Samuel Thompson served in the RUC, and there is a strong sense of authenticity throughout. Overall, this character driven thriller is an excellent addition to the Northern Irish canon.
All in a Doctor’s Day. Dr Lucia Gannon. Gill Books.
Lucia Gannon didn’t intend to become a doctor; she was all set to become a teacher, but was put off, because she didn’t know how to buy a suit to wear at the interview. Her patients, and now her readers can be very glad of that, because All in a Doctor’s Day is a quite delightful memoir – informative, yet humorous.
Lucia and her GP husband set up practice in Killenaule, a small village in Tipperary, their two small children in tow. This memoir recounts their time there – and the pleasures, and problems of building up a practice from scratch.
We hear sad stories – like that of an elderly widow who, needing nursing home care, had to be prised, screaming, away from home; and of how Lucia had to break protocols in order that it happen. She tells of the difficult patients; the times she feels threatened, and of those others, taking up her time to combat loneliness. And she explains the six steps a GP takes in an attempt to manage a full consultation in 15 minutes.
The eldest of ten children from Renvyle, County Galway, Lucia has that knack of self-knowledge, and this makes the book shine. She speaks of the difficulty, when you are naturally shy, of fitting in and making new friends.
I liked this mixture of the personal and professional. She doesn’t spill too much of her family life, yet we’re pulled into their exploits as they battle it out in RTE’s Ireland’s Fittest Family; and, in her daughter’s case, work towards her ambition to follow her parents into medicine. Sensitively written, this book will increase understanding between doctors and their patients.
Knockfane. Homan Potterton. Merrion Press.
This gentle, big house book by the former Director of the National Gallery, opens in the early fifties, when the widower, Willis Esdaile inexplicably banishes his only son, Edward, to the care of his grandparents. His logic is that living there, he’ll be better placed to inherit his grandfather’s estate, but why has Willis so taken against his only son?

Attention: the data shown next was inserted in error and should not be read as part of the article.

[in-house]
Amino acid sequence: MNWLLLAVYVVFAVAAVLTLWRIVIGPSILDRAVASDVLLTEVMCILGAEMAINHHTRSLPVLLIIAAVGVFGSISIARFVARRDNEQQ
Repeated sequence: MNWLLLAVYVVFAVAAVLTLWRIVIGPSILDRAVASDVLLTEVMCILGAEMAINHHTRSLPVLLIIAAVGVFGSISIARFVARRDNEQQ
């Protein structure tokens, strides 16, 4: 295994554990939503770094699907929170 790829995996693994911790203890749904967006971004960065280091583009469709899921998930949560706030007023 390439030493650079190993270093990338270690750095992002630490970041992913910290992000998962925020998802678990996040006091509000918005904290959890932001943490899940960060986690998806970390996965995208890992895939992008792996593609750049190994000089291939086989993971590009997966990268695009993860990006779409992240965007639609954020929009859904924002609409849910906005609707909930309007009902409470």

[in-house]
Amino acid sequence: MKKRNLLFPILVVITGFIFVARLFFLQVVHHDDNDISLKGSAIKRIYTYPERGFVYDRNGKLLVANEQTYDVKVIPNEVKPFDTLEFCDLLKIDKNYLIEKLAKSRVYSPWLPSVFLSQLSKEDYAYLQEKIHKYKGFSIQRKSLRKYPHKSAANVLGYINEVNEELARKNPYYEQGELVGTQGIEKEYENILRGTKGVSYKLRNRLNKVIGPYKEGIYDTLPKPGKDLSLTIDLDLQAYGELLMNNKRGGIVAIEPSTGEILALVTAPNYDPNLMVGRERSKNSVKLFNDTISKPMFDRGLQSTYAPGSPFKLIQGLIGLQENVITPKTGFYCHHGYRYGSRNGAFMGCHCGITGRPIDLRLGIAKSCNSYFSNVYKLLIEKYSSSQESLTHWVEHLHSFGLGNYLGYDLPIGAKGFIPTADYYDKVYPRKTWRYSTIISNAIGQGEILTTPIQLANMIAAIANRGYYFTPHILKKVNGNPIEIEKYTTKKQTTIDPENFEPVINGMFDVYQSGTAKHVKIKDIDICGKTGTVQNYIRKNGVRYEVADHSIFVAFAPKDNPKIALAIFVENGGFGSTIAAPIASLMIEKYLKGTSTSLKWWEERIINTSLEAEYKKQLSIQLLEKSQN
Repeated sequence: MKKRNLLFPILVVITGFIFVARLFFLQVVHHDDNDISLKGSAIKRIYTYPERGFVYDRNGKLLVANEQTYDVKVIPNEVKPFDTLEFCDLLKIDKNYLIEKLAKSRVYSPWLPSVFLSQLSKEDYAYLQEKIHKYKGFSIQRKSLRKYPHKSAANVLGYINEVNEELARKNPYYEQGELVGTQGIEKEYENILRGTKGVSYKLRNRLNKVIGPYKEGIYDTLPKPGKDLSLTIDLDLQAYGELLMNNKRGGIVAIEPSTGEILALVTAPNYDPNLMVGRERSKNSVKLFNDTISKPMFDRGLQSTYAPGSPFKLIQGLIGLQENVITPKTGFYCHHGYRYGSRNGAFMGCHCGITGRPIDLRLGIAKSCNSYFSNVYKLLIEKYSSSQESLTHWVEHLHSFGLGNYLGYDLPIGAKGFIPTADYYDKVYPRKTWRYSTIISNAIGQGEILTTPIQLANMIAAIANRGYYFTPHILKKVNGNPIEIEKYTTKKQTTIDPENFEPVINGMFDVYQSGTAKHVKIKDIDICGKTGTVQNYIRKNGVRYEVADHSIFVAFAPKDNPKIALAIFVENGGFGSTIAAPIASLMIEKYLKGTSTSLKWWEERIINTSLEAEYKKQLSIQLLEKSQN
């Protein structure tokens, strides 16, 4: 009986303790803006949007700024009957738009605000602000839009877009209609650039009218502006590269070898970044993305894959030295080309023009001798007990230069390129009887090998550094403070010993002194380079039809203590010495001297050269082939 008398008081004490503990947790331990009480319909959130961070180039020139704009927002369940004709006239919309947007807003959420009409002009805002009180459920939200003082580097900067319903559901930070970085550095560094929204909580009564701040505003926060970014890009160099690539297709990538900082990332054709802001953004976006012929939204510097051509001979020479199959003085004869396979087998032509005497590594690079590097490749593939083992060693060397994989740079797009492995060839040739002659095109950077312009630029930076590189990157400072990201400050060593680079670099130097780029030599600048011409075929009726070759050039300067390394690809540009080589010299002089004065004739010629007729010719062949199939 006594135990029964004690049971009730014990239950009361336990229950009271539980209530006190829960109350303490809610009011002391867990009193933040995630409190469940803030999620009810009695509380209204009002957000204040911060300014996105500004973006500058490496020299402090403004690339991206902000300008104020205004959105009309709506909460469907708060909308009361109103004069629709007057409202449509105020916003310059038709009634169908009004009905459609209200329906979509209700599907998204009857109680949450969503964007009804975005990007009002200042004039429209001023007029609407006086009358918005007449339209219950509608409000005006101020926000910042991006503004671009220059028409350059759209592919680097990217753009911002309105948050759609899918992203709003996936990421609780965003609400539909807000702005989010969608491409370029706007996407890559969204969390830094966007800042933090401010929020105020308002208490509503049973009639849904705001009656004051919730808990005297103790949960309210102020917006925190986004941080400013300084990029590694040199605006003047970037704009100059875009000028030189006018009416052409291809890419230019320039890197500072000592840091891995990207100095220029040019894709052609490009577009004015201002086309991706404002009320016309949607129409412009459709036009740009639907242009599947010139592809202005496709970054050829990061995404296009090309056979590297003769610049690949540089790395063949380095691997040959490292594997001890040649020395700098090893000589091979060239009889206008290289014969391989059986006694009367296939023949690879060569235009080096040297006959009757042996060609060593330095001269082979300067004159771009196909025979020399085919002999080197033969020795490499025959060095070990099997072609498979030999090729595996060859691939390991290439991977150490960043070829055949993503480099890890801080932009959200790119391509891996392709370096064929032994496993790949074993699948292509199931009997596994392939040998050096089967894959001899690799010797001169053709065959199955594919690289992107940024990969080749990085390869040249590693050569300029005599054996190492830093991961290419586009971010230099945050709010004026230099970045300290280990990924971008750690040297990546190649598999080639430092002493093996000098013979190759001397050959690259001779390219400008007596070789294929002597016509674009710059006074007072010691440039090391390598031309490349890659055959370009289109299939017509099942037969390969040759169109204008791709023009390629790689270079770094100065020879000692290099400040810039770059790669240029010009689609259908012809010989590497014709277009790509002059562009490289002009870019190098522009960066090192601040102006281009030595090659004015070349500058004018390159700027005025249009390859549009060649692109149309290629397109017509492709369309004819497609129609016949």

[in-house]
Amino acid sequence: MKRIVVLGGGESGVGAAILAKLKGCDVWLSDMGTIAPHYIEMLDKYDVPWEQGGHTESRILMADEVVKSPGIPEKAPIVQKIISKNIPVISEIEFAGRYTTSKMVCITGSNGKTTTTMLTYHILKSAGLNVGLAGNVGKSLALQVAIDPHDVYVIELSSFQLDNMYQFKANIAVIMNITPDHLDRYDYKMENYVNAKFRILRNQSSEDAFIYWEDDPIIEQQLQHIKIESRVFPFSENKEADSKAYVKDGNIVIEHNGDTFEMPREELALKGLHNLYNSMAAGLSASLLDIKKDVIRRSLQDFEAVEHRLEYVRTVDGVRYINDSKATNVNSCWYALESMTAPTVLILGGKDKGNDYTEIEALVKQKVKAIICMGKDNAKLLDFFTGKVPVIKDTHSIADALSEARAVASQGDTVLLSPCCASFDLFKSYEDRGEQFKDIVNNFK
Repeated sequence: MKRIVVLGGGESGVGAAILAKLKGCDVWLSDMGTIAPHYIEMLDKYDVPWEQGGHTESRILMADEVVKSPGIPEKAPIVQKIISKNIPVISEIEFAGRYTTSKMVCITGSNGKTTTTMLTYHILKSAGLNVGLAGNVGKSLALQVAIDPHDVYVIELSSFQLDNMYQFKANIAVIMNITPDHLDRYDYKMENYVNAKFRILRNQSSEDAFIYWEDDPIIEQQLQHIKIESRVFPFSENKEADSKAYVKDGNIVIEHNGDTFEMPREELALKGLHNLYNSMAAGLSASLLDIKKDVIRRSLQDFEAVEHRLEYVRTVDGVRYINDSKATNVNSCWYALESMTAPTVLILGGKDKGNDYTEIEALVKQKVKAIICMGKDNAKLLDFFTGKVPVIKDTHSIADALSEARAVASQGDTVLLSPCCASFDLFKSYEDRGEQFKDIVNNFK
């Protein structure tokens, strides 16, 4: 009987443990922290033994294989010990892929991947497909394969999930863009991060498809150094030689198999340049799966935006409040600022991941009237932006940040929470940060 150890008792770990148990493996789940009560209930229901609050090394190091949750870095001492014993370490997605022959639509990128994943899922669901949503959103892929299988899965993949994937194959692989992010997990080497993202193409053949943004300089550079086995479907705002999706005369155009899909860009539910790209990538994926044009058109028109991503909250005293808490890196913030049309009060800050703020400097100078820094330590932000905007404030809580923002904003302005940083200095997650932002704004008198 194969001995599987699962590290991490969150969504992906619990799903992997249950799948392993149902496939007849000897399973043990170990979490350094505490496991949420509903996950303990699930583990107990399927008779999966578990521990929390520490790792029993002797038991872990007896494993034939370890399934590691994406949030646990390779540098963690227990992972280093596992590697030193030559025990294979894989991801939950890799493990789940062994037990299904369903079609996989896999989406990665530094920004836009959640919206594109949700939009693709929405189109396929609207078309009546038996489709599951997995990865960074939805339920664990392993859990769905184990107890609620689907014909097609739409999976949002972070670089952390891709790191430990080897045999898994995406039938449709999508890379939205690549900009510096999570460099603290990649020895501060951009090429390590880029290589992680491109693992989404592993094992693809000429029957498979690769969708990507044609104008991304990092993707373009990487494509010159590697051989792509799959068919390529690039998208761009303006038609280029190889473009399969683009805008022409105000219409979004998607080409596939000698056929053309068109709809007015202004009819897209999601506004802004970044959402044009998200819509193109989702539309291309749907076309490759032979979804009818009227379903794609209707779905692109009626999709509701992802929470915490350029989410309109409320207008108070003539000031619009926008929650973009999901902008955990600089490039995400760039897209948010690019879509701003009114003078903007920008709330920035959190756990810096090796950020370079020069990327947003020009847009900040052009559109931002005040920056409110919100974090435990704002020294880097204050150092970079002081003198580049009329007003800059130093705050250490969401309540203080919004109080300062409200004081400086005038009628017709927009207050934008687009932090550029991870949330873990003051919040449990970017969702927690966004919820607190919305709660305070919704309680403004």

We do learn his reasons – although not until near the end of this saga, but this theme of inheritance runs through this debut from the 73-year-old. The action zips along, with the preoccupations of the protestant landed well examined. There are references to mixed marriage, and Ne Temere.
An indulgent father to his two daughters, Willis can be wise. When the headstrong Julia marries in undue haste, he’s sussed out the reason why, but keeps quiet. Lydia, the unfortunate youngest, doesn’t fare so well. Denied a good education, she’s expected to stay at home, caring for her father.
The star of the novel is Knockfane itself; and Willis’s determination to secure its succession. Threats come from the land commission, and from various relations, like Todd, a cousin from New Zealand who trails trouble in her wake.
Potterton’s 2002 memoir, Rathcormick; A childhood recalled was justly praised for its lyrical account of times past, and Knockfane contains this same expressive prose as he explores the lot of women, along with the religious conventions and suspicions between Catholics and protestants in the second half of the twentieth century. There are some unlikely twists, and co-incidences along the way, but I enjoyed this memoir for its grace and gently pace.
Published in Books Ireland Magazine, September 2019.
© Sue Leonard. 2019.